Hello, I'm Stuart and I like to run a long way.
Welcome to my blog, here I'll try to keep you up to date with my challenges, adventures and training.

I competing in Ultra distance running, adventure racing, and a variety of other events. I hold a few records in the UK, and in 2012 ran 1100 miles over the Alps, from Vienna to Nice.

I am raising funds for Water for Kids, a small charity with the simple purpose of ensuring that the world's poorest communities have clean water.

Wednesday, 30 July 2014

The 67th Fuji Mountain Race

Last Friday I ran the Fuji mountain race in Japan. There are a few races around Mt. Fuji, so for clarity, this one is not the Ultra tour of Fuji or any of the other races "on" Fuji... it's the one that starts at the bottom and finishes at the top, with 21km of distance and 3000m of ascent between the two.

The runner's fair at registration on Thursday, with Fuji-san in the background
It's renowned as a bit of a brutal race, and the cutoff times are notoriously tight, with a lot of dissapointed racers each year! The race accepts about 3000 entries, but only 50 of these are open to foreigners, so when I realised that I would actually be in Japan for the week following the race for an academic conference, my initial excitement at being able to enter the race faded a bit as I realised I would need some luck to even get an entry. I entered and crossed my fingers...

Fast forward to last Friday and the dream had come true, I was standing on the startline in the city of Fujiyoshida, about to start the 67th Fuji Mountain race. And when I say standing on the startline, I mean it! Last years' top 20 are ranked 1-20 and given a fancy colour race number, but the numbers from 21 - 70 are allocated to foreign runners! We were told to line up in race number order and spread across the startline, so I was literally at the front, standing next to a member of the Phillipines Skyrunning team, and just behind a tall Japanese Salomon runner who was the race favourite. It was loud, hot and I was surrounded by people and excitement - I couldn't help grinning! The favourite took a bottle of water and proceded to prepare for the race by throwing it all over himself on the startline.The rest of us settled for some nervous stretching.

The startline, from the front row!
Soon enough the big clock showed only 1 minute to go, then 20 seconds, a 10 second countdown started: we all shook hands with everyone nearby, then we were off!

The pace was fast, I hadn't appreciated how much of the race is actually relatively flat. My movescount record for the race shows that in the first 10km we only climbed 600m. That's a reasonable climb for a 10k, but meant that we were left with 2400m to climb in the remaining 11km...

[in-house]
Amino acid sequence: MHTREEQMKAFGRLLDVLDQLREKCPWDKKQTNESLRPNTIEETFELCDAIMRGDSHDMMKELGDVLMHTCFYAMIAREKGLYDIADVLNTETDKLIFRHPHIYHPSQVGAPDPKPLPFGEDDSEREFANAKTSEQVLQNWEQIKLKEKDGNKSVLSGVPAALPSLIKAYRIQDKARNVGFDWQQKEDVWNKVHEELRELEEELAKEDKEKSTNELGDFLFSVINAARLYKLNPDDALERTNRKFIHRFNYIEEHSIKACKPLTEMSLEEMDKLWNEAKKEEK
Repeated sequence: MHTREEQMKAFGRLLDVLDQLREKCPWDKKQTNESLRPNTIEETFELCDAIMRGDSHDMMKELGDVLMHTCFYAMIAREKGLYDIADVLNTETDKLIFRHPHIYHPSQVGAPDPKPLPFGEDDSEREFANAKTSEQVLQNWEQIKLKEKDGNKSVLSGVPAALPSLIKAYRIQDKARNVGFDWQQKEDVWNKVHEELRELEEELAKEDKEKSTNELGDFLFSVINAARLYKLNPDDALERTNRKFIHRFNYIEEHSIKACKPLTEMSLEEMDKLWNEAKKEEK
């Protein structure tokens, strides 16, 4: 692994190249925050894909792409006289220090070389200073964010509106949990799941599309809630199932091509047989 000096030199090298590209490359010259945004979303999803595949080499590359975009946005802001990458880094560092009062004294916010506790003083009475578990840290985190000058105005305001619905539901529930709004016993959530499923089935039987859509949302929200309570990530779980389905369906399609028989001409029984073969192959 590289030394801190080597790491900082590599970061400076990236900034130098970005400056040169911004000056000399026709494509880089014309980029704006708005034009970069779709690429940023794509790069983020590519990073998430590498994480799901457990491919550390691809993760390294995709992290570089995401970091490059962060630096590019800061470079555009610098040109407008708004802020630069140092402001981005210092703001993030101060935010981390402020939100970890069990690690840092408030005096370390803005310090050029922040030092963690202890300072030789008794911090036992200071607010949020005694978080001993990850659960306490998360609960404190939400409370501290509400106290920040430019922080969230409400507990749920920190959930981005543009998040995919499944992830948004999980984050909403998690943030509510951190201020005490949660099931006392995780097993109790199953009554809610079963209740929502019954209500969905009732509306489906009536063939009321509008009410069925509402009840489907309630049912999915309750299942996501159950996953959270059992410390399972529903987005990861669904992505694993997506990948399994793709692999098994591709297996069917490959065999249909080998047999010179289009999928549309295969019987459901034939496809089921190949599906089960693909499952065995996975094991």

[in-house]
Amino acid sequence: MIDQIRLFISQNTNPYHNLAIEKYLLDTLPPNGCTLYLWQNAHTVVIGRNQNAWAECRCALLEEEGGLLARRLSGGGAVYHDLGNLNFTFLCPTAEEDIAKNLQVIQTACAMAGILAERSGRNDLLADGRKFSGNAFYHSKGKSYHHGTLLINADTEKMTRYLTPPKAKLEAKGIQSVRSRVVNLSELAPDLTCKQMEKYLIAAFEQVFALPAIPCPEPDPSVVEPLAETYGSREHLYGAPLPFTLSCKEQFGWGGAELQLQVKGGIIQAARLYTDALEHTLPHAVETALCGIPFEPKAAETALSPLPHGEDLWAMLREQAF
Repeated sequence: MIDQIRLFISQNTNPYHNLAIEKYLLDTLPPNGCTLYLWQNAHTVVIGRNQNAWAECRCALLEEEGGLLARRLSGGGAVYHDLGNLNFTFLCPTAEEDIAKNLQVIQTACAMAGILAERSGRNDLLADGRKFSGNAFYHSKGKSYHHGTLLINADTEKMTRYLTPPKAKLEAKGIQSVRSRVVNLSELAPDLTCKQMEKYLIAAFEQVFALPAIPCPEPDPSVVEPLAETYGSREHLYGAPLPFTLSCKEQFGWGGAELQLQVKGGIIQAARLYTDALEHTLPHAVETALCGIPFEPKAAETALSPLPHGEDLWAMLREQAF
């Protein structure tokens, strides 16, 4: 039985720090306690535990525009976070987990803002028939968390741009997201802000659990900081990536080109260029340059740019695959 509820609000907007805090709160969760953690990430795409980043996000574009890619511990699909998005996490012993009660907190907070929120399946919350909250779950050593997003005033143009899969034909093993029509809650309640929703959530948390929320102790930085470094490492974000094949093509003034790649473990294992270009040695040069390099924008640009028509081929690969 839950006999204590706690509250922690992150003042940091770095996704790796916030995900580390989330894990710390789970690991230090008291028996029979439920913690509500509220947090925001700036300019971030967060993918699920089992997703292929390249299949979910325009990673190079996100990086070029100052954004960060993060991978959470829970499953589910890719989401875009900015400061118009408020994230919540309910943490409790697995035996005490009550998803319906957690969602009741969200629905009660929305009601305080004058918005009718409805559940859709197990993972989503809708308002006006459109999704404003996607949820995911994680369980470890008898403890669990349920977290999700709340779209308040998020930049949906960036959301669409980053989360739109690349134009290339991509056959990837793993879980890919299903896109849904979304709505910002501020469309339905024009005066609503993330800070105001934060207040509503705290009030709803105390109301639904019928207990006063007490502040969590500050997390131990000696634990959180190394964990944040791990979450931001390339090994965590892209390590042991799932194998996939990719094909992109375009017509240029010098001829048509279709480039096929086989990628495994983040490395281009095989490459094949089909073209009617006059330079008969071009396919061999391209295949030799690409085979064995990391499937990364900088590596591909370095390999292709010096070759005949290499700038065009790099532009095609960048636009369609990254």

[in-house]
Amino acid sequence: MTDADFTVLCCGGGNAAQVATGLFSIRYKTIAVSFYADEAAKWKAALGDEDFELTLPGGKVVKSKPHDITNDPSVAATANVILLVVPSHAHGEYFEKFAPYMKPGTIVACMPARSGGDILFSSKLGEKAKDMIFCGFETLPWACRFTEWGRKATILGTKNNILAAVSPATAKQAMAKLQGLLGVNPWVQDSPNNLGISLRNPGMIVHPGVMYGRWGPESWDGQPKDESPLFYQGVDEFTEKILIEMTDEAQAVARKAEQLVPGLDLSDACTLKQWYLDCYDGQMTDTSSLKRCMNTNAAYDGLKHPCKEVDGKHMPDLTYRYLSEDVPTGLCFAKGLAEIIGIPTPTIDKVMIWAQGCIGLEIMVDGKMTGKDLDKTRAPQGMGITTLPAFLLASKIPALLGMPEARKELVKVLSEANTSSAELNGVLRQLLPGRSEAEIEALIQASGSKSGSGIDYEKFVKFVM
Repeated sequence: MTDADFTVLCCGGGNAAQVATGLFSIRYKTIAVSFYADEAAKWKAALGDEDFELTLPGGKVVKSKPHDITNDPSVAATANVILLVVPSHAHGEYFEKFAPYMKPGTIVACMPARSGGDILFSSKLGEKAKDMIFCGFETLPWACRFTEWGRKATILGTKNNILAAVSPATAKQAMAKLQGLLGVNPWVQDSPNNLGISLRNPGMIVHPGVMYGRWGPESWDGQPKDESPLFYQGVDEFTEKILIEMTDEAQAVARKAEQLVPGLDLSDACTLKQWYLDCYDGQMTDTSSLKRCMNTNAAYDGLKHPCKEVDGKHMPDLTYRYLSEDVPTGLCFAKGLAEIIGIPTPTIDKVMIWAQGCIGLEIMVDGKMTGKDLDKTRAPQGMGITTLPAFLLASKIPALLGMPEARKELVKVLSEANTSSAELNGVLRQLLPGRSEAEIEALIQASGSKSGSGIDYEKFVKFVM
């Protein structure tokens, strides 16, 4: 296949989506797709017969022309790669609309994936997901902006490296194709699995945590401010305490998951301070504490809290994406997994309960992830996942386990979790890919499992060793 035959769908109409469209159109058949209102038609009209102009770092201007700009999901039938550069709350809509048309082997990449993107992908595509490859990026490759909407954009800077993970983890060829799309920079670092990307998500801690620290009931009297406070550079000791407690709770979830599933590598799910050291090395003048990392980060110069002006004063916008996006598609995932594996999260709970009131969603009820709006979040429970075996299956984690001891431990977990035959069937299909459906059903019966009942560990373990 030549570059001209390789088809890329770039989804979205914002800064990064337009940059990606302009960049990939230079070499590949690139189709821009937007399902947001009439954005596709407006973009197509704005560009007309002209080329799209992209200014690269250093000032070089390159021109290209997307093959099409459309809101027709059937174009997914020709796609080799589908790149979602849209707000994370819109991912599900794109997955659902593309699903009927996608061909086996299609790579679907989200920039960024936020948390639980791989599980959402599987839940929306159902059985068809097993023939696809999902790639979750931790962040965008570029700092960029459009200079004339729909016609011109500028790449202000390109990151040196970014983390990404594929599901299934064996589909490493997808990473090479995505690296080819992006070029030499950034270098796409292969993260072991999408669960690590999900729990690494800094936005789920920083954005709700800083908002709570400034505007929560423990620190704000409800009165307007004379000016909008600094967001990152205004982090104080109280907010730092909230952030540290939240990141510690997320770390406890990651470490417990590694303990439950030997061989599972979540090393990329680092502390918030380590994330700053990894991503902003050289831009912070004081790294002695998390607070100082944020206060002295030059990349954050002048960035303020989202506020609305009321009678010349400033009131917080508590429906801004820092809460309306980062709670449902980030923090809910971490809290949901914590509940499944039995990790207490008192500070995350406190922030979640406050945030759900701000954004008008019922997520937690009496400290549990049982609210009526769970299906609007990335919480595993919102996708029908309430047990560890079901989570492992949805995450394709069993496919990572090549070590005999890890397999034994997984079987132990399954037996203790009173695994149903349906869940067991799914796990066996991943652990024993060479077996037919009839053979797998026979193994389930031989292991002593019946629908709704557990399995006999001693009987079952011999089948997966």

I felt I had run the first 5km a bit too fast (21:30ish), it was hot and I felt really dehydrated. At each water station I'd grab a cup of water and try to drink it as I ran, spilling most of it all over myself, but by this point I frankly felt rubbish and decided I wasn't doing myself any favours. I slowed down (10km in 50mins) and made sure I stopped at each water station for a proper drink.

Umagaeshi Shrine, off the tarmac and starting to climb properly...
By the time we reached the end of the tarmac and start of the climb proper at Umagaeshi Shrine I was feeling a bit better, but still hot and as if I had potentially given too much. At least we started climbing properly at this point and the pace dropped slightly. I'd lost quite a few places during that second 5km, but now my confidence gradually returned and I began to slowly pick off those in front of me over the next hour or so. After a worrying first half of the race, this is where things turned around for me...

"Right, we're going uphill now. I can do uphill..."

 From Umagaeshi I didn't set off to hard, but tried to keep myself moving in the knowledge that now we were climbing and I was drinking properly, things would sort themselves out. I had with me one packet of Shot Blox and one gel, but I also made the most of the food offered by the supporters (Lemons and Cucumber dipped in salt sound horrible, but tasted like exactly what I wanted!)

The next place our time would be recorded was the 5th station, at about 2200m. Fairly obviously this is the end of the 5th station race, and this is where we'd jog back down to after the race to get our lift home. It took me just over 44 minutes to climb the 800m from Umagaeshi, and I was amazed at the number of people I was now catching up with. I was trotting along at what felt like a hard but sustainable pace, and for the first time was actually enjoying myself! I remember taking a minute to think about how long I'd planned for this race for, it felt quite unreal to actually be there, running up one of the most famous mountains in the world.

Getting serious now: Climbing up from the 5th Station
Up to the 5th station the underfoot conditions are good, the tarmac obviously, followed by what is basically an easy gravel trail. As you climb the mountain though, the trail gets worse. Firstly, the gravel seems to get looser and looser, and any drainage ditches or low walls at the edge of the trail are the best thing to run up, otherwise you slip back every few steps. Then, just when you get used to that, maybe at about the 7th or 8th station, the trail turns into hard volcanic rock, which you have to climb up, often needing hands and knees. From there the trail climbs a lot in not much distance, but it's hardly quick going!